Xanthoria elegans, commonly known as the elegant sunburst lichen, is a lichenized species of fungus in the genus Xanthoria, family Teloschistaceae. Recognized by its bright orange or red pigmentation, this species grows on rocks, often near bird or rodent perches. It has a circumpolar and alpine distribution. It was one of the first lichens to be used for the rock-face dating method known as lichenometry.
The thallus of this lichen is described as foliose, having the aspect of leaves, although the central portions of the thallus may appear nearly crustose. It is small, typically less than 5 cm (2 in) wide, with lobes less than 2 mm (0.08 in) broad, appressed to loosely appressed. The upper surface is some shade of orange while the lower surface is white, corticate, with short, sparse hapters (an attachment structure produced by some lichens). The vegetative propagules called soredia and isidia are absent, although apothecia are common. It has been described as possessing swollen, orange-yellow thalli (in streams), compact orange thalli (on boulders) or dark orange-red thalli on the driest rock faces.
Xanthoria elegans was one of the first species used for lichenometry, a technique of estimating the age of rock faces by measuring the diameter of the lichen thalli growing on them. After an initial period of one or two decades to establish growth (the ecesis interval), X. elegans grows at a rate of 0.5 mm per year for the first century, before slowing down somewhat.
Habitat and distribution
This species grows on rock, both calcareous and siliceous, occasionally overgrowing moss or litter or rock. It is often found on exposed to somewhat sheltered sites, often near bird or small-mammal droppings. It has also adapted successfully to growth on man-made and natural growing surfaces from the sea-water spray zone to the boreal forest and in the grasslands of the continental interior. It can thrive in areas having less than 6 centimetres (2.4 in) annual precipitation and can survive submerged in streams for much of the growing season.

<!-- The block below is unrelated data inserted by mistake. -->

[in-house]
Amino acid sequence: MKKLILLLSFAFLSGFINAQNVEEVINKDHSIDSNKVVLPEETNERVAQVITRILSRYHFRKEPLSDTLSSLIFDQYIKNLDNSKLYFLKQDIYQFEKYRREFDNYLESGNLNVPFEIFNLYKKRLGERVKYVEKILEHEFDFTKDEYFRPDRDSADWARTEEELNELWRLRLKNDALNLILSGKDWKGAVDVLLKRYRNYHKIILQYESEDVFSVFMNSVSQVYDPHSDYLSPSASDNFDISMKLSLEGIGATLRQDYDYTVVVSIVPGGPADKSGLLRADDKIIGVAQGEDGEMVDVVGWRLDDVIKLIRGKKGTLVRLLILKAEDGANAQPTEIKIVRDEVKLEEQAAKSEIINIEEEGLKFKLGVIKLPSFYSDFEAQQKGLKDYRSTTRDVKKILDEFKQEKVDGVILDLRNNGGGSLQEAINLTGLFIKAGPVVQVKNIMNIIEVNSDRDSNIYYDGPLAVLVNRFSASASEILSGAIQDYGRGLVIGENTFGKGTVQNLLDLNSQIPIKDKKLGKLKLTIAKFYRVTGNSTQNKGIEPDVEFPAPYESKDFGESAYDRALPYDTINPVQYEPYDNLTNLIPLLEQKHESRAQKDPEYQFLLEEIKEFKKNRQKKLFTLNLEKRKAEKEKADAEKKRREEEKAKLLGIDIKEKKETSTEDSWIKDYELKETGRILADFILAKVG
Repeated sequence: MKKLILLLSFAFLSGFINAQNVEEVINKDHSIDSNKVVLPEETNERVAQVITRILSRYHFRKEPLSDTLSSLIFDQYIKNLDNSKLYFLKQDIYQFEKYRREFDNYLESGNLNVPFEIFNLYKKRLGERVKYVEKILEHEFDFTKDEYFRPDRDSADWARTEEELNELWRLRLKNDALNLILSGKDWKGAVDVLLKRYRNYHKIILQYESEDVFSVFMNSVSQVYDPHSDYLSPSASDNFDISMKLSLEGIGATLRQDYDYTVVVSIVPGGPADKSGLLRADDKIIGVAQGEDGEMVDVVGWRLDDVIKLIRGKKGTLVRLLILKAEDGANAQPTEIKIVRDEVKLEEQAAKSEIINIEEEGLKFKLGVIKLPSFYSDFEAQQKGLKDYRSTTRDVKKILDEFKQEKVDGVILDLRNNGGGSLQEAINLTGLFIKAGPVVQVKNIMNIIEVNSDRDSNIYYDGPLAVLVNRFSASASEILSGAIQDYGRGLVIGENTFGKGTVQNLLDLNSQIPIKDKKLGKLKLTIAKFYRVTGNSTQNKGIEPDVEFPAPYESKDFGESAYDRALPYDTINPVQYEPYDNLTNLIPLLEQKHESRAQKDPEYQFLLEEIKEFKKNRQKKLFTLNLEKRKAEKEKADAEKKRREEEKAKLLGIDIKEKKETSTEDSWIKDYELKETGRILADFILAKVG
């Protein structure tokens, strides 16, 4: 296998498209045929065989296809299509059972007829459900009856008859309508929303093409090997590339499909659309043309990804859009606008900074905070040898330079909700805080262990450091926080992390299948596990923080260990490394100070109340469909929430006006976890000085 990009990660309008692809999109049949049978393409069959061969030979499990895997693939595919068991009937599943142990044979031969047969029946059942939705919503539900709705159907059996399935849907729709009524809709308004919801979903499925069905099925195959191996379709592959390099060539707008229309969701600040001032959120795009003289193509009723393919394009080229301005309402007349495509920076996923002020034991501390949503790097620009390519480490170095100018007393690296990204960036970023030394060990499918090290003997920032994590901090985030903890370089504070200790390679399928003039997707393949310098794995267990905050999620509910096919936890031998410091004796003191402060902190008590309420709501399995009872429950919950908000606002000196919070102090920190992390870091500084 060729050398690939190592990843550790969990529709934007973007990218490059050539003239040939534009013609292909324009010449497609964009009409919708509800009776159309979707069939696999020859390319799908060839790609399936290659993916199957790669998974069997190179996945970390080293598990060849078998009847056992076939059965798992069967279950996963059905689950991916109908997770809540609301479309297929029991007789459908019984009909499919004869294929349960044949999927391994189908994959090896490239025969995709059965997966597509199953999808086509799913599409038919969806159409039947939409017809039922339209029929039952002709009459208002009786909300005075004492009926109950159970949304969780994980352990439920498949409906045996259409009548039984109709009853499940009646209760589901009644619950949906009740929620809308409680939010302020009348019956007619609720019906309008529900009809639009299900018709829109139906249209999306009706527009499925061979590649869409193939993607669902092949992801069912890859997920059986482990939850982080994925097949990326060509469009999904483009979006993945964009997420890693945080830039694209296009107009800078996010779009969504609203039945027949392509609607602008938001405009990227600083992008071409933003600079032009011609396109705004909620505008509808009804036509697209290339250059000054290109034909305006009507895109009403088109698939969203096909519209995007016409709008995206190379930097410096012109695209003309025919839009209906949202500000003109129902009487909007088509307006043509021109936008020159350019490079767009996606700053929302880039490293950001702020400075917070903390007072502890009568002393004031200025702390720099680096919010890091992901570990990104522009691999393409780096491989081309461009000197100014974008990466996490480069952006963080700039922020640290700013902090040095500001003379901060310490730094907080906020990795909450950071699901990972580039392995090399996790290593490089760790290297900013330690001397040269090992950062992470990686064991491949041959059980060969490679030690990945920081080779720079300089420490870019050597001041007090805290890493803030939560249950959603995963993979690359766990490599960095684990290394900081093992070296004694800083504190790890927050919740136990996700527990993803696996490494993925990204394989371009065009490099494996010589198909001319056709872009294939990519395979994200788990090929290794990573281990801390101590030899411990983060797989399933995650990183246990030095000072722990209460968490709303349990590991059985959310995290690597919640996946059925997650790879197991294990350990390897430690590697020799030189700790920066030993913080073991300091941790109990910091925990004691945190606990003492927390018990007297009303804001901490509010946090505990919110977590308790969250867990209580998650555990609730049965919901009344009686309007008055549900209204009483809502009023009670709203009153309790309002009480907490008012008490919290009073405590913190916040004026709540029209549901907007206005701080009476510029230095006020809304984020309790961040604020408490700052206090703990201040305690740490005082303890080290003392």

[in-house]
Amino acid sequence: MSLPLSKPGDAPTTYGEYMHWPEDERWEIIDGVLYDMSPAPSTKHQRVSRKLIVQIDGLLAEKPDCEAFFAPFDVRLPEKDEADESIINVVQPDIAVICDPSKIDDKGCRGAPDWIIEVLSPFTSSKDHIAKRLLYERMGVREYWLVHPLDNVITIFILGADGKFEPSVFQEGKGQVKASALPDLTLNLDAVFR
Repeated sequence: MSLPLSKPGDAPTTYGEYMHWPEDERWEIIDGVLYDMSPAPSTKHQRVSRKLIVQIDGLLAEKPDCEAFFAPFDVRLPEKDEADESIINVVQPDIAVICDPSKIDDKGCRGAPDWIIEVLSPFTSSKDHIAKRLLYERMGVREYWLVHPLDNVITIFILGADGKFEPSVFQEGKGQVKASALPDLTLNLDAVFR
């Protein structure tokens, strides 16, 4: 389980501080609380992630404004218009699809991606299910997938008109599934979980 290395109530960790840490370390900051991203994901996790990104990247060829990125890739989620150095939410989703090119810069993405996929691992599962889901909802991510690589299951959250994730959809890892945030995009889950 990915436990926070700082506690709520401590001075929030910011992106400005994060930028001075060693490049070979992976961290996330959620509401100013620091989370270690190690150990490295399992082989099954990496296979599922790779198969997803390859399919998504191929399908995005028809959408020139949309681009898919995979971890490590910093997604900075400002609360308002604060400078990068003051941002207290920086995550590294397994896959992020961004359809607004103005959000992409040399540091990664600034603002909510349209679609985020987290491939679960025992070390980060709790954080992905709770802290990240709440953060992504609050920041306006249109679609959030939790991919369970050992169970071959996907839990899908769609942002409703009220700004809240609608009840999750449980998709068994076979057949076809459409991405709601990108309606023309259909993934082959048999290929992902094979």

The lichen is used as a model system to study the potential to resist extreme environments of outer space. Out of various lichens tested, it showed the ability to recover from space-simulating situations, including exposure to 16 hours of vacuum at 10−3 Pa and UV radiation at wavelengths less than 160 nm or greater than 400 nm. X. elegans has survived an 18-month exposure to solar UV radiation, cosmic rays, vacuum and varying temperatures in an experiment performed by the ESA outside of the ISS.
Various anthraquinone compounds have been identified in X. elegans, including allacinal, physcion, teloschistin, xanthorin, and erythoglaucin, murolic acid and a glycoside derivative of murolic acid ((18R)-18-O-β-D-apiofuranosyl-(1-2)-β-D-glucopyranoside).
Carotenoids have a number of physiological functions in lichens, such as enhancing the availability of light energy for photosynthesis, and protecting the organism from the photooxidizing action of UV light. In X. elegans, like many Xanthoria species, specimens growing in areas with intense UV radiation contain more carotenoids than those grown in more shaded areas. The biosynthesis of carotenoids is also dependent on the season of the year, as was shown in a study of X. elegans in Antarctica. The predominant carotenoid in X. elegans, responsible for the orange-yellow color, is mutatoxanthin.
In a screen of lichen extracts for cancer-preventing effects, the extract of X. elegans showed significant ability to enhance the activity of quinone reductase, an enzyme that breaks down certain potential carcinogens, rendering them less harmful.
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